ICD-10 Coding for Antibiotic-resistant Infections

Treating medication resistance is a formidable challenge for hospitals and practitioners. In addition to costly patient isolation methods, coding antibiotic-resistant infections can significantly impact revenue, especially if patients get these infections during a hospital stay (www.hfma.org). Healthcare providers need to correctly diagnose the infection and report it using the correct codes.

The ICD-10 codes for resistance to antimicrobial drugs are as follows:

  • Z16Resistance to antimicrobial drugs
  • Z16.1 Resistance to beta lactam antibiotics
  • Z16.10 Resistance to unspecified beta lactam antibiotics
  • Z16.11 Resistance to penicillins
  • Z16.12 Extended spectrum beta lactamase (ESBL) resistance
  • Z16.19 Resistance to other specified beta lactam antibiotics
  • Z16.2 Resistance to other antibiotics
  • Z16.20 Resistance to unspecified antibiotic
  • Z16.21 Resistance to vancomycin
  • Z16.22 Resistance to vancomycin related antibiotics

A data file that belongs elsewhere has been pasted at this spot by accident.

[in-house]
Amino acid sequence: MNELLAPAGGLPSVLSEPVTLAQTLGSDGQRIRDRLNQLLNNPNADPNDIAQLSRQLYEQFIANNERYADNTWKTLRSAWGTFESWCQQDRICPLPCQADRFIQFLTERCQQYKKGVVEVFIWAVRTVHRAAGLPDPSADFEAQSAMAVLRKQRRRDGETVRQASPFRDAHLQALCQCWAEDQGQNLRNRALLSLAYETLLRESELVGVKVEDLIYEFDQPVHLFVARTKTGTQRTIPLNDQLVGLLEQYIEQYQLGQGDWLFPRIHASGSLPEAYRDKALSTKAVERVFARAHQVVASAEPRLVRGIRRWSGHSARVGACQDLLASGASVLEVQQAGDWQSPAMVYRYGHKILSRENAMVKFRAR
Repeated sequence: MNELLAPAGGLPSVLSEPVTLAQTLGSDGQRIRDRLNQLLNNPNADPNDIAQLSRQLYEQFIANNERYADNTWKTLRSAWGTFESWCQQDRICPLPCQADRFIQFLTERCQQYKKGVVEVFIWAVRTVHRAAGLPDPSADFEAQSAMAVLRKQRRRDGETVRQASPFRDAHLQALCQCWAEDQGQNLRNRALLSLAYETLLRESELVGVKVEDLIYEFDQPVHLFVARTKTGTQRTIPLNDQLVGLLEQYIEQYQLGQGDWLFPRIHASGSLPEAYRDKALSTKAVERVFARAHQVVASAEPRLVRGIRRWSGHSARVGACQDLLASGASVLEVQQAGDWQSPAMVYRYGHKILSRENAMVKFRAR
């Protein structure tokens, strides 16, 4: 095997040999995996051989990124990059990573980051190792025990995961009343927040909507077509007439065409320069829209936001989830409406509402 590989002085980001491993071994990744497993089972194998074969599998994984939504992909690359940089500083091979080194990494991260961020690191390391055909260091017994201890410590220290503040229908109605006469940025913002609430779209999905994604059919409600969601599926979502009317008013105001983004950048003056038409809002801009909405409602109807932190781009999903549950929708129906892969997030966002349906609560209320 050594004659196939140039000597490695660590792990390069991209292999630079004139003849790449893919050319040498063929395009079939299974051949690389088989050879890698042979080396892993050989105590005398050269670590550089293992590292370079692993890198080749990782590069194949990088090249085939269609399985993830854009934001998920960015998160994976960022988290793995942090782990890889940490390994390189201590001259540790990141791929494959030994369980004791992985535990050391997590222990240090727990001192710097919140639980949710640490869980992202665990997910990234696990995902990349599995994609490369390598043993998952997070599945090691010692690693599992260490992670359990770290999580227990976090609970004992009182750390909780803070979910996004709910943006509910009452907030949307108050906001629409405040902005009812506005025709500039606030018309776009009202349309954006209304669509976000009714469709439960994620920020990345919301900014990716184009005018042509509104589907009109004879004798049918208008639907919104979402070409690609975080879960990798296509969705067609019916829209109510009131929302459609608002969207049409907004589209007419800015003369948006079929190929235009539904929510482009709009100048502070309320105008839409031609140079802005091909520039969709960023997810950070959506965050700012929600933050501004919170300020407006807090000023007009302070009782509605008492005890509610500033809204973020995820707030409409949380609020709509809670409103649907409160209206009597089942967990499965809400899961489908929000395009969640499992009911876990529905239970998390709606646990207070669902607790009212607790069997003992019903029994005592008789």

• Z16.23 Resistance to quinolones and fluoroquinolones
  • Z16.24 Resistance to multiple antibiotics
  • Z16.29 Resistance to other single specified antibiotic
  • Z16.3 Resistance to other antimicrobial drugs
  • Z16.30 Resistance to unspecified antimicrobial drugs
  • Z16.31 Resistance to antiparasitic drug(s)
  • Z16.32 Resistance to antifungal drug(s)
  • Z16.33 Resistance to antiviral drug(s)
  • Z16.34 Resistance to antimycobacterial drug(s)
  • Z16.35 Resistance to multiple antimicrobial drugs
  • Z16.39 Resistance to other specified antimicrobial drug

Guidelines for using ICD-10 Code Z16